Journal Articles (Literacy.org)

In recent years, the advent of low-cost digital and mobile devices has led to a strong expansion of social interventions, including those that try to improve student learning and literacy outcomes. Many of these are focused on improving reading in low-income countries, and particularly among the most disadvantaged. Some of these early efforts have been called successful, but little credible evidence exists for those claims. Drawing on a robust sample of projects in the domain of mobiles for literacy, this article introduces a design solution framework that combines intervention purposes with devices, end users, and local contexts. In combination with ...


Gold Standard? The Use Of Randomized Controlled Trials For International Educational Policy. Review Of Abhijit V. Bannerjee And Esther Duflo, Poor Economics: A Radical Rethinking Of The Way To Fight Global Poverty; Barbara Bruns, Deon Filmer, And Harry A. Patrinos, Making Schools Work: New Evidence On Accountability Reforms; Dean Karlan And Jacob Appel, More Than Good Intentions: How A New Economics Is Helping To Solve Global Poverty, Nathan M. Castillo, Daniel A. Wagner Feb 2014

Gold Standard? The Use Of Randomized Controlled Trials For International Educational Policy. Review Of Abhijit V. Bannerjee And Esther Duflo, Poor Economics: A Radical Rethinking Of The Way To Fight Global Poverty; Barbara Bruns, Deon Filmer, And Harry A. Patrinos, Making Schools Work: New Evidence On Accountability Reforms; Dean Karlan And Jacob Appel, More Than Good Intentions: How A New Economics Is Helping To Solve Global Poverty, Nathan M. Castillo, Daniel A. Wagner

Journal Articles (Literacy.org)

Edward Miguel and Michael Kremer Pioneered a new kind of development research in their 2004 study of a school deworming program in Kenya. Their experimental design incorporated the random assignment of primary school students to either a treatment or a control group for receiving medicine to eliminate intestinal parasites. Findings revealed significant benefits to the treatment group in not only improved health but also lowered school absences (Miguel and Kremer 2004). One policy consequence was an increased awareness for more evidence-based decision making under the banner of accountability reform in international development.1 The driving focus for such reform is ...


Quality, Learning, And Cultural Comparisons: Trade-Offs In Educational Policy Development, Daniel A. Wagner Jan 2014

Quality, Learning, And Cultural Comparisons: Trade-Offs In Educational Policy Development, Daniel A. Wagner

Working Papers (Literacy.org)

With the advent of the United Nations Education First initiative, and considering the continued efforts to focus on the quality of education in low-income countries, there has been a renewed interest in the improvement of learning (as distinct from school attendance) in poor and marginalized populations (Wagner, Murphy, and de Korne, 2012).1 There is a large and diverse empirical research base in the area of human learning. Yet much of the available research is substantially limited by boundary constraints of various kinds. Most prominent among them is the limited ability to generalize from findings in one population context to ...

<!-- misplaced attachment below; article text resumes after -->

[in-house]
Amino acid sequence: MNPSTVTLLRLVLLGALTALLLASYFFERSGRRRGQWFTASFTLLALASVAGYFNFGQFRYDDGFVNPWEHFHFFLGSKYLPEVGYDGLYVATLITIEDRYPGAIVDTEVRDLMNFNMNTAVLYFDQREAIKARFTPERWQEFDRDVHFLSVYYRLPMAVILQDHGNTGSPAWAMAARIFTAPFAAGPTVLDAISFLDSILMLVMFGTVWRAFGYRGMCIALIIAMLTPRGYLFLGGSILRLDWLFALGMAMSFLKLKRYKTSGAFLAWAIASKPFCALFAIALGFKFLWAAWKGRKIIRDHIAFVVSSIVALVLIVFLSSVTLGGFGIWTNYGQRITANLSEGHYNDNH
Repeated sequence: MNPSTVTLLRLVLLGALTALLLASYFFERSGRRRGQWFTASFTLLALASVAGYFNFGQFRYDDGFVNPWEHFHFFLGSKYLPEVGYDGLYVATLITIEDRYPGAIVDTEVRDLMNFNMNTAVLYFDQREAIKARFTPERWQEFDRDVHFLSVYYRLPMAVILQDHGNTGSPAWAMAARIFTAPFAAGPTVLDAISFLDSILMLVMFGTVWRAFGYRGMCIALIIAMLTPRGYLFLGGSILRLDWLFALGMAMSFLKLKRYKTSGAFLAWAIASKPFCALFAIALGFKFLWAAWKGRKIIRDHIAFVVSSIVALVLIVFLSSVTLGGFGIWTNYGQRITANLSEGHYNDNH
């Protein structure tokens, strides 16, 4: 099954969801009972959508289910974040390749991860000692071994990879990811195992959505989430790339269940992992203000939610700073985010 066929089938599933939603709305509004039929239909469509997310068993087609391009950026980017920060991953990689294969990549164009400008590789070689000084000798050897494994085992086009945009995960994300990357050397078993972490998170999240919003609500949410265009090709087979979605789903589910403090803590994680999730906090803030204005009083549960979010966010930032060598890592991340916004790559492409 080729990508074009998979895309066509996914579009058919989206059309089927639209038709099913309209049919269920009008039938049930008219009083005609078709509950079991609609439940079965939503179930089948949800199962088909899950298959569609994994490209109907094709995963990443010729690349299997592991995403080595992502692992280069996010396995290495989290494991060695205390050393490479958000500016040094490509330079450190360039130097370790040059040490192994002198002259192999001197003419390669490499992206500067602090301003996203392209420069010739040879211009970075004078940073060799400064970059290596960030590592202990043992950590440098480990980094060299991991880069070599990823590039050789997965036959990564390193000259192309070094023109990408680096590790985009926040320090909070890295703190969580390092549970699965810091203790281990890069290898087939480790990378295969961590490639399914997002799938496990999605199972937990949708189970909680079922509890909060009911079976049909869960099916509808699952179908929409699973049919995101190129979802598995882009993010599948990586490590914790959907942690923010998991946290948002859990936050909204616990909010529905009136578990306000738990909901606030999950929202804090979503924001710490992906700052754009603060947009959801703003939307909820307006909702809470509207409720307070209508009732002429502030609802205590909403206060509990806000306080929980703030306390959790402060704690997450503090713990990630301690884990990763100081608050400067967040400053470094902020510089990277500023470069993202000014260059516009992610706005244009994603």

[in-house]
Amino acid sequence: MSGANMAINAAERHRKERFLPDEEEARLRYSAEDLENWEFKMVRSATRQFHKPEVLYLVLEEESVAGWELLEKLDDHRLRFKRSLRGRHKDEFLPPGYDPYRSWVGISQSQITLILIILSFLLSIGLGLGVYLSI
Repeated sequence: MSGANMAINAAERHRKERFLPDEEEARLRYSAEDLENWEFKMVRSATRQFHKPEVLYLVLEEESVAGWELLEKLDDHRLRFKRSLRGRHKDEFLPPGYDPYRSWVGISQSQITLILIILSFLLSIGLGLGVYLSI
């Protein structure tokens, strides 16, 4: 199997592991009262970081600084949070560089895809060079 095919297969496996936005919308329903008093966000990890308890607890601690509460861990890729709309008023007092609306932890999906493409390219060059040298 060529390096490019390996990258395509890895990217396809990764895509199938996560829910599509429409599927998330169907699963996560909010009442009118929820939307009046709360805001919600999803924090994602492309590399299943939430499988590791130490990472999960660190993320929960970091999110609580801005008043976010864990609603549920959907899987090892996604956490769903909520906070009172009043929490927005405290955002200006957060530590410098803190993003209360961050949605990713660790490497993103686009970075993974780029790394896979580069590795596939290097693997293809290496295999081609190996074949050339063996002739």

Linguistic Capital, Information Access And Economic Opportunity Among Rural Young Adults In Western China*, Emily C. Hannum, Huayu Sebastian Cherng Jan 2014

Linguistic Capital, Information Access And Economic Opportunity Among Rural Young Adults In Western China*, Emily C. Hannum, Huayu Sebastian Cherng

Asia-Pacific Education, Language Minorities and Migration (ELMM) Network Working Paper Series

Facility with a country’s dominant language, a key form of linguistic capital, has a role to play in processes of social stratification and mobility, and this role is poorly understood. We have sought, in this paper, to explore access to this form of linguistic capital, and the implications of possessing linguistic capital, for a group of young adults who have been historically disadvantaged: rural young adults in western minority areas. Three main results emerge. First, there is a great deal of variability in linguistic capital, defined as standard Mandarin facility, across provinces and ethnic groups covered in the CHES ...


Improving Higher Education Attainment For All Students: A National Imperative, Laura W. Perna, Joni E. Finney Jan 2014

Improving Higher Education Attainment For All Students: A National Imperative, Laura W. Perna, Joni E. Finney

GSE Publications

Once a world leader, the United States has fallen behind other nations in the educational attainment of its population. Although the percentage of adults age 45 to 54 who hold at least a baccalaureate degree is higher in the United States than in other Organisation for Economic Co-operation and Development (OECD) nations, the United States now ranks below several other nations, including Norway, the Netherlands, Korea, New Zealand, Denmark, and Sweden, in the share of adults age 25 to 34 who hold this credential. While the U.S. invested heavily in the educational attainment of earlier generations, other nations have ...